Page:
Steven Pinker shoots from the hip, asking – and answering – the
tough questions behind the nature vs. nurture debate
Reviewed by Nancy Jeannette Friedlander
September 29, 2002
This book may infuriate you. Or
it may make you shout, "Thank
heavens – at last!" In this
provocative work about human
nature, Steven Pinker launches
himself headfirst into one of the
most controversial, taboo-ridden debates of our time – and takes
the less popular side.
The issue ultimately comes down to nature vs. nurture in humans:
whether our minds are "blank slates" to be written on solely by
culture and upbringing, or whether biology also plays an important
role in what it means to be human.
Pinker, a professor at the Massachusetts Institute of Technology
who has written extensively on language and cognition, was a
Pulitzer Prize finalist in 1998 for his book "How the Mind Works."
In this new book, while managing also to be colorful, lively and
entertaining, he constructs a tightly reasoned and thoroughly
argument that we are not blank slates at birth, that both biology
and culture play important roles in who we are and how we
behave, and that there is indeed such a thing as innate human
nature. He does not hesitate to dive into even more turbulent
waters, discussing controversies about whether innate
characteristics may underlie certain differences between groups.
(He is meticulous about discussing individual variation, statistical
probability and exceptional circumstances.)
Whether or not one ends up agreeing with Pinker, "The Blank
Slate" deserves to be read carefully and with an open mind,
especially by those who would forbid certain kinds of research, or
believe that it is immoral (or sexist or fascist or racist or just plain
evil) even to ask certain kinds of quest ions.
In discussing the two extreme positions – that culture is everything,
or that biology is everything – Pinker's expressed goal "is not to
argue that genes are everything and culture is nothing – no one
believes that – but to explore why the extreme position (that
culture is everything) is so often seen as moderate, and the
moderate position [involving both biology and culture] is seen as
The Blank Slate doctrine that culture is everything is not only
politically correct, but also appeals to popular ideals and beliefs: If
humans are blank slates at birth, then we can be whatever we
want to be; all it takes is hard work and belief in oneself. We find
ourselves inspired by people who overcome severe odds and
discouragement to achieve treasured goals, and we use such
stories to motivate our children. Similarly, if someone turns out
badly, it is generally believed to result from factors such as poverty
or mistreatment during childhood. Such arguments frequently
underlie courtroom defense tactics.
What has happened to bring this about? Why does a biological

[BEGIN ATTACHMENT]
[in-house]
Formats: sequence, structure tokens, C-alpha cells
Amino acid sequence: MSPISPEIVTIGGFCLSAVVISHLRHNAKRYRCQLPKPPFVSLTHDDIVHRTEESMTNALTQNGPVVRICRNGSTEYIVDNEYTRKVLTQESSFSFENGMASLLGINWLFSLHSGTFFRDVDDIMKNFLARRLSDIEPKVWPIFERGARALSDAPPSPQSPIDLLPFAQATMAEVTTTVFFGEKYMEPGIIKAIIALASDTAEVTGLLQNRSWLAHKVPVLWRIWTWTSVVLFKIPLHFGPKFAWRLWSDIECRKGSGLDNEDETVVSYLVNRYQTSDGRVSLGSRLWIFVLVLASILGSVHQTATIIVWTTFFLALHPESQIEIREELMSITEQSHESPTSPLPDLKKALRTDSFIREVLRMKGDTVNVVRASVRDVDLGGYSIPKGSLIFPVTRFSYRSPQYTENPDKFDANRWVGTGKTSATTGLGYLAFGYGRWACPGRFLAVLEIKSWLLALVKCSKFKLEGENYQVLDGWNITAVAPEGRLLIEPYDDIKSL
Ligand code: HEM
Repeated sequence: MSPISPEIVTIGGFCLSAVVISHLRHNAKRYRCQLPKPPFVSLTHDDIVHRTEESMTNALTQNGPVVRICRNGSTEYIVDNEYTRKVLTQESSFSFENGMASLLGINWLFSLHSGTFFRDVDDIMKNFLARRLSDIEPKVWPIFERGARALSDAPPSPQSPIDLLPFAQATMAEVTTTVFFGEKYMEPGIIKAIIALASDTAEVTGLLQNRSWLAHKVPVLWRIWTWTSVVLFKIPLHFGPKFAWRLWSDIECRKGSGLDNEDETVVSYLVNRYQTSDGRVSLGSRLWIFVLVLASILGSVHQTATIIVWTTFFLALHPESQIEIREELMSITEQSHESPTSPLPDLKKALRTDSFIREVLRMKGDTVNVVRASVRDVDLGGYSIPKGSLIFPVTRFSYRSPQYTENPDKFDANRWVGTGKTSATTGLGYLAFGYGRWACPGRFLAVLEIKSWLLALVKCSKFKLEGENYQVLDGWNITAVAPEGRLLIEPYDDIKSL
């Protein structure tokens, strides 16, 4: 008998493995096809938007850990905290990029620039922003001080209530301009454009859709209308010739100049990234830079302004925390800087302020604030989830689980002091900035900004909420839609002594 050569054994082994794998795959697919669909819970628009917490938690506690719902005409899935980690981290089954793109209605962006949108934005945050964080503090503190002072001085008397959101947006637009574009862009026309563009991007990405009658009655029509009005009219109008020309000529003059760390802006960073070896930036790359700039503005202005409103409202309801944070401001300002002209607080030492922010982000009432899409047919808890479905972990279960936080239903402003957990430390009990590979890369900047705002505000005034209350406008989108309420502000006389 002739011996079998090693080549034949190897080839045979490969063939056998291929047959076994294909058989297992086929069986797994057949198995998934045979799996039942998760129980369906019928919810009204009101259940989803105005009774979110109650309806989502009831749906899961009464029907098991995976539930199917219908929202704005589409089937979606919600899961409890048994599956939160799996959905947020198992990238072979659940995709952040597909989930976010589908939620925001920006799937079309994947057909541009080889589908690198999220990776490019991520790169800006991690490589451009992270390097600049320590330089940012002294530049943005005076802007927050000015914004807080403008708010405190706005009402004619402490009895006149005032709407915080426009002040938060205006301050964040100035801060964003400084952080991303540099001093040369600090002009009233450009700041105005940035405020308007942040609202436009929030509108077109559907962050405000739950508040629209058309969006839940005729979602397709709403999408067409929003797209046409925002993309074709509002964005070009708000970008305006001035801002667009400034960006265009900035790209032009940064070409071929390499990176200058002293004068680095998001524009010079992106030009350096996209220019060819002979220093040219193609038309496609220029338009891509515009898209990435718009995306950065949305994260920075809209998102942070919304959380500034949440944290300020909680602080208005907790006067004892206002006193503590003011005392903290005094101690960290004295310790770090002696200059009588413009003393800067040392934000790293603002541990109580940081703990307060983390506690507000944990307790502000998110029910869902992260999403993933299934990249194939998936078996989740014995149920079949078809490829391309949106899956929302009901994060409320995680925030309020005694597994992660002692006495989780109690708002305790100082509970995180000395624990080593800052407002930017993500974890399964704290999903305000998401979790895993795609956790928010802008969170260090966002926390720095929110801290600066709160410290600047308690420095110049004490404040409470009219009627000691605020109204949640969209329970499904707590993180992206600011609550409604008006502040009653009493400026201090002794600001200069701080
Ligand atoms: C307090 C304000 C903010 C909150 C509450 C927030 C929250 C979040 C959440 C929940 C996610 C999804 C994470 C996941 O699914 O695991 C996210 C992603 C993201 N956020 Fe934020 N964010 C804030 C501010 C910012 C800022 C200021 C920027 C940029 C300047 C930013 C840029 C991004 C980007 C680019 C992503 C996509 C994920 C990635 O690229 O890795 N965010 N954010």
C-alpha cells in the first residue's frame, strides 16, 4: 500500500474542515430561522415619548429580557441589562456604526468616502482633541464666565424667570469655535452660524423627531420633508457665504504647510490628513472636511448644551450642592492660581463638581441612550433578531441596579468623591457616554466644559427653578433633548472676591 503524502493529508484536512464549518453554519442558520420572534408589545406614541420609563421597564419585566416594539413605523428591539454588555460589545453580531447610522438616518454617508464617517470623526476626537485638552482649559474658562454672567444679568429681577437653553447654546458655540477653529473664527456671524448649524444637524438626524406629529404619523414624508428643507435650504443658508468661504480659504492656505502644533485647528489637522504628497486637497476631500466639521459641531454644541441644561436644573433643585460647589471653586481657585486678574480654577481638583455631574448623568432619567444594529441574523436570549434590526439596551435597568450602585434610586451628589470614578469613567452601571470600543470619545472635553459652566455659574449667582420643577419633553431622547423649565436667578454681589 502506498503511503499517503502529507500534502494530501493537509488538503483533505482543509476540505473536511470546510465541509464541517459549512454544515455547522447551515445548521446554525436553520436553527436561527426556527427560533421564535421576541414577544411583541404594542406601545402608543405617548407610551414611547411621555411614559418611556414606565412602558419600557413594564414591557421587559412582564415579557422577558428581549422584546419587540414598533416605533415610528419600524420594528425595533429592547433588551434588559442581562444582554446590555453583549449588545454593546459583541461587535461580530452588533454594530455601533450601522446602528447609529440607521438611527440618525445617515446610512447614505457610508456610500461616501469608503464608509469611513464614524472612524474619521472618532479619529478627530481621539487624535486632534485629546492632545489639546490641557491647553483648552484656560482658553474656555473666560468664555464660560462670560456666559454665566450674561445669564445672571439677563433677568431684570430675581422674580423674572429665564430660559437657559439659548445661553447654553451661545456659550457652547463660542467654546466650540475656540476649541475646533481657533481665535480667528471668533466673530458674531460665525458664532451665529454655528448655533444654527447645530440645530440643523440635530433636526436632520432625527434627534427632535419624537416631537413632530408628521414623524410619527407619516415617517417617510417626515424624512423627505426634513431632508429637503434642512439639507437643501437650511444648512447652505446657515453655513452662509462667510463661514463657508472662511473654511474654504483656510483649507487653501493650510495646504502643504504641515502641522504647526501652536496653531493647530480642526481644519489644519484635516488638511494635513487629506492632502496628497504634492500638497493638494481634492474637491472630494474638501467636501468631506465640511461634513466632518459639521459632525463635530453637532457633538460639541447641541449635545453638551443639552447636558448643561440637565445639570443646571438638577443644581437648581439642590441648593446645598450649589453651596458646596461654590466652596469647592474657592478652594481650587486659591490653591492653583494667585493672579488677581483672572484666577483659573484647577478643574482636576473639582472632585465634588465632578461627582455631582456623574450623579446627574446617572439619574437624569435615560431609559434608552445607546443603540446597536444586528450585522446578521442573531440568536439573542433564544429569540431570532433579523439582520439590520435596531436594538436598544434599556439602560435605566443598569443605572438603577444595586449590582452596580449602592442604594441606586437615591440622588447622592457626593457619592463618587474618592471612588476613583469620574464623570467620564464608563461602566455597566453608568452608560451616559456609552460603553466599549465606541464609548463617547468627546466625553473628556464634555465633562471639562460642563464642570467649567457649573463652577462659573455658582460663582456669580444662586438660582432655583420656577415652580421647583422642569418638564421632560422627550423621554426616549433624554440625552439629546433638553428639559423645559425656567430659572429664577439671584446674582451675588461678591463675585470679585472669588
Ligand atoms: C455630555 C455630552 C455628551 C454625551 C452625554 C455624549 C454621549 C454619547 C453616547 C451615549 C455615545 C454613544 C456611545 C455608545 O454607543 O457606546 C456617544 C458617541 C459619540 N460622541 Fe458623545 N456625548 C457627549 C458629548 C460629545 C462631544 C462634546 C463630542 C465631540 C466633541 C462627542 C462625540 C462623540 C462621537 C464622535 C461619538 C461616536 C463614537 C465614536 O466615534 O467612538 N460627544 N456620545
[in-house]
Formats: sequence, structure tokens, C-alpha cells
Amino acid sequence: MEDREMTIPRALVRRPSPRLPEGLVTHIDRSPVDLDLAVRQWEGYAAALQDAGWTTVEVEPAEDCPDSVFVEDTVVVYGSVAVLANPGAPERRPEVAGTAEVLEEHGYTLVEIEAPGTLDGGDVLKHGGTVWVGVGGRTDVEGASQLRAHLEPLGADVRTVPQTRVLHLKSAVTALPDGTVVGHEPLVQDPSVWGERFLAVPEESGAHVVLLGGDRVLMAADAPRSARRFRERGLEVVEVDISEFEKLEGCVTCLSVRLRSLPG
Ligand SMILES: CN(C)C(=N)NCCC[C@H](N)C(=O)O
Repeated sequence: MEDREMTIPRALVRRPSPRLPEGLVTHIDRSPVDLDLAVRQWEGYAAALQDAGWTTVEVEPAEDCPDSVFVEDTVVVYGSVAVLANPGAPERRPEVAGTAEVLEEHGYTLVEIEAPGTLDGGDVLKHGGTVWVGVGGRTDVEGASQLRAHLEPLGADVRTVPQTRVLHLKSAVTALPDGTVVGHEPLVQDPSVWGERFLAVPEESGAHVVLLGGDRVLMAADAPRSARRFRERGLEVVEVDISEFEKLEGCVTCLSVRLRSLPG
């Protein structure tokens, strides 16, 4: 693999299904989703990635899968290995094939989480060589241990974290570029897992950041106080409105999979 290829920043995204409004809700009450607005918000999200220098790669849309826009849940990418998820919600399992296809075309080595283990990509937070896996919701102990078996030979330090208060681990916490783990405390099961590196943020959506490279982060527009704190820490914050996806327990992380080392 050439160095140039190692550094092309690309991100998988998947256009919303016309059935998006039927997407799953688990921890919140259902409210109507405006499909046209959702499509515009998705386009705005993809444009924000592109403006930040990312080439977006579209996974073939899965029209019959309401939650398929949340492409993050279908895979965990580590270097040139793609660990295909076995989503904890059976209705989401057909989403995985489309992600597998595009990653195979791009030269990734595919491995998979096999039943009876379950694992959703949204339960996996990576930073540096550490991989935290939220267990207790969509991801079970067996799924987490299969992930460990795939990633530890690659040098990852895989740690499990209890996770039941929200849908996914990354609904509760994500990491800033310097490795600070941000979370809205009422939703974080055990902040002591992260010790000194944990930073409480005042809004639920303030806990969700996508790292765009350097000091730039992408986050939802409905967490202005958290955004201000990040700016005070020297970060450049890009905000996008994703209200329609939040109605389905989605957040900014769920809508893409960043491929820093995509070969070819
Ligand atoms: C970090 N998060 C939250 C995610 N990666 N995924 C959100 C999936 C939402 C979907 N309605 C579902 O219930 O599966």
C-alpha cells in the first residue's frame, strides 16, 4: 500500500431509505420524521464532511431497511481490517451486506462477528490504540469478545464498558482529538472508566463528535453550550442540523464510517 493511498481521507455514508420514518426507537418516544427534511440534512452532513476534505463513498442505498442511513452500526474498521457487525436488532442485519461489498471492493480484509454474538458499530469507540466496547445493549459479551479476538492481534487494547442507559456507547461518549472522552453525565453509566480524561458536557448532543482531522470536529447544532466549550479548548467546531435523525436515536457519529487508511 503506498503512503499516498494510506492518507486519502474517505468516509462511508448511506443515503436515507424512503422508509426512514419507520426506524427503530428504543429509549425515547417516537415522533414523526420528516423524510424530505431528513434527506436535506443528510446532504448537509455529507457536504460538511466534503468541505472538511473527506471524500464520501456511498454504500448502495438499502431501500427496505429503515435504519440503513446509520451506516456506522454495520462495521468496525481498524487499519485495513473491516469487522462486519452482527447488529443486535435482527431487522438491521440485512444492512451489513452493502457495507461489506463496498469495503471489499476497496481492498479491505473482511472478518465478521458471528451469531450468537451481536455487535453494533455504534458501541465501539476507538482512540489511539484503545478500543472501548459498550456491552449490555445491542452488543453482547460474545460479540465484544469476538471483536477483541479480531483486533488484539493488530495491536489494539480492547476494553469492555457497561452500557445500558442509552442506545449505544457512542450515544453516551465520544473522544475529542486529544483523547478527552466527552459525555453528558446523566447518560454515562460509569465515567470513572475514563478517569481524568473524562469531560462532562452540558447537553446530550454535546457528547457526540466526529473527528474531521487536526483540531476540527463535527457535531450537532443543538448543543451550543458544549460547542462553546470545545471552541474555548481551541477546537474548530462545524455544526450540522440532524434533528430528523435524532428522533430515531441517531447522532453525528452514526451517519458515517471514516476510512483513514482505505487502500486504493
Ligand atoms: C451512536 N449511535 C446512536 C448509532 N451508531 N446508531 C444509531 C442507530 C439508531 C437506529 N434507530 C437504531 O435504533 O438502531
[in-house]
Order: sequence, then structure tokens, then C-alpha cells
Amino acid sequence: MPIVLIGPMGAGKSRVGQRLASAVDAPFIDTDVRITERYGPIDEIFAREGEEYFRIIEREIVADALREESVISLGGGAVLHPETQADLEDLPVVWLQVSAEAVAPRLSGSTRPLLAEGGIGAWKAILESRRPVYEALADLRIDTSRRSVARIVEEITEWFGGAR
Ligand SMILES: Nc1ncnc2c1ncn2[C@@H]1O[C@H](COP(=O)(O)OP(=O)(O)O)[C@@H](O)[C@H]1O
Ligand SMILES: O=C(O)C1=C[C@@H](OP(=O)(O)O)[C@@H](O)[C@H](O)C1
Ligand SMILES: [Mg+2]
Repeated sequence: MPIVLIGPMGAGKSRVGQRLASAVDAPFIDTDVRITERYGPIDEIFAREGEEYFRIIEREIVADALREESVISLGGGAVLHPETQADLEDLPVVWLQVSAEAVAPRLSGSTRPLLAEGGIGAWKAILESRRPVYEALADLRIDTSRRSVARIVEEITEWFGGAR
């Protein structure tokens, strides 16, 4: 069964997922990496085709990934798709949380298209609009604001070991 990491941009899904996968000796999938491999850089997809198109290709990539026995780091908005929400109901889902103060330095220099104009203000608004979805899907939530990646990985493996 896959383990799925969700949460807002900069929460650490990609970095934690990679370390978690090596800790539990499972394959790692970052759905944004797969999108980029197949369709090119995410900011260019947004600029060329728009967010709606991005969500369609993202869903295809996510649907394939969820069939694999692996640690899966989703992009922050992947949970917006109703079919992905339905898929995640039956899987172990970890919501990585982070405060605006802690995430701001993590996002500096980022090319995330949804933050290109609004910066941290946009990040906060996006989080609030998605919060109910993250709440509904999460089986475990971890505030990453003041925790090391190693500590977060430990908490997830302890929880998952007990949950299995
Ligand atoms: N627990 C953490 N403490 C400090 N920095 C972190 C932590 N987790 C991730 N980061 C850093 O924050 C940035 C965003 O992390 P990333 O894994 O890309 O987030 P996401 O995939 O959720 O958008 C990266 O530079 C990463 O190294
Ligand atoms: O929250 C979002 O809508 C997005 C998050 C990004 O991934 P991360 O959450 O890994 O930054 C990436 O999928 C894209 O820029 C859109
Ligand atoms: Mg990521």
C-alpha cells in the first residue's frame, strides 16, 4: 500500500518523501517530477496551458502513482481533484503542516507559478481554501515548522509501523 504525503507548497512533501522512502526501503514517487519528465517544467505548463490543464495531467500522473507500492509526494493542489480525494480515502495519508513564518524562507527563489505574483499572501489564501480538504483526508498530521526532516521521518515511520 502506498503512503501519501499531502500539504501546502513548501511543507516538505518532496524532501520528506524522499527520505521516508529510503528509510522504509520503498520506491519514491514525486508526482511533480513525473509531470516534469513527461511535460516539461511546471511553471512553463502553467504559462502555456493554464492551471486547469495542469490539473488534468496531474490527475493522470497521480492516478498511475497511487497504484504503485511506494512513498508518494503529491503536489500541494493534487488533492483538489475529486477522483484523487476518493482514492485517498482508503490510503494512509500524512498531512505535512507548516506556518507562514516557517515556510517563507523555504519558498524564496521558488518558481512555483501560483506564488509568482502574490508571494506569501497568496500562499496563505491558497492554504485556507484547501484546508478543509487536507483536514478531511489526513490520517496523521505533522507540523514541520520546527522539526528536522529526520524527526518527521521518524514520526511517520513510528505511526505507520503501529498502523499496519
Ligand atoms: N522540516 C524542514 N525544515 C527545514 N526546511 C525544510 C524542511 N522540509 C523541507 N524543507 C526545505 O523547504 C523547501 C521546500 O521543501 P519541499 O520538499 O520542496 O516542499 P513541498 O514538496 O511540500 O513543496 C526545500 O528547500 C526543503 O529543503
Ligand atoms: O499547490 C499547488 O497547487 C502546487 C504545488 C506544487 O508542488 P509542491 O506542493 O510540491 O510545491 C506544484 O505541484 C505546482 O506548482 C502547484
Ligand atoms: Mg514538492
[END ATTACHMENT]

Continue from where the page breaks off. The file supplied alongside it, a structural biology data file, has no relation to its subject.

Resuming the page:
understanding of human nature seem so threatening, so
dangerous? If it is really dangerous, how can we defuse that
danger? And if it is not dangerous, how can we change people's
perspectives? What is the latest research relevant to the question
of nature vs. nurture? And how can this be applied to some of the
"hot buttons" of our time?
Pinker deals with all this and much more. He follows a logical
progression, laying groundwork and building on what has come
before. The titles of the major sections are informative, and reveal
both the color and humor that accompany the details and logical
In Part I, "The Blank Slate, the Noble Savage, and the Ghost in
the Machine," Pinker provides extensive background from a wide
variety of perspectives, including philosophy (the metaphor of a
"blank slate" is commonly attributed to John Locke),
anthropology, linguistics, cognitive science (including a description
of the influence of the Department of Cognitive Science at
UCSD), neuroscience, behavioral genetics and evolutionary
psychology, to name only a few.
Part II, "Fear and Loathing," describes some of the horror stories
that have befallen researchers espousing views on the wrong side
of the politically correct research fence. Pinker presents detailed
analyses of two of the worst: 1) The denunciations and protests
that followed E.O. Wilson's publication of "Sociobiology" in 1975;
criticism covered a wide range, but Wilson's main heresy was the
concept that biologically evolved needs and drives could play an
important role in human social behavior. And 2), the recent
vilification of research conducted by anthropologist Napoleon
Chagnon and geneticist James Neel among the Yanomamo – in
this case, the accusations involved such alleged behaviors as
fabricating data, causing violence among the Yanomamo and
deliberately infecting the Yanomamo with potentially fatal disease
and withholding medical treatment in order to test genetic theories.
In both cases, accusations ranged far afield, even involving attacks
on the researchers' alleged personal and political motivations. For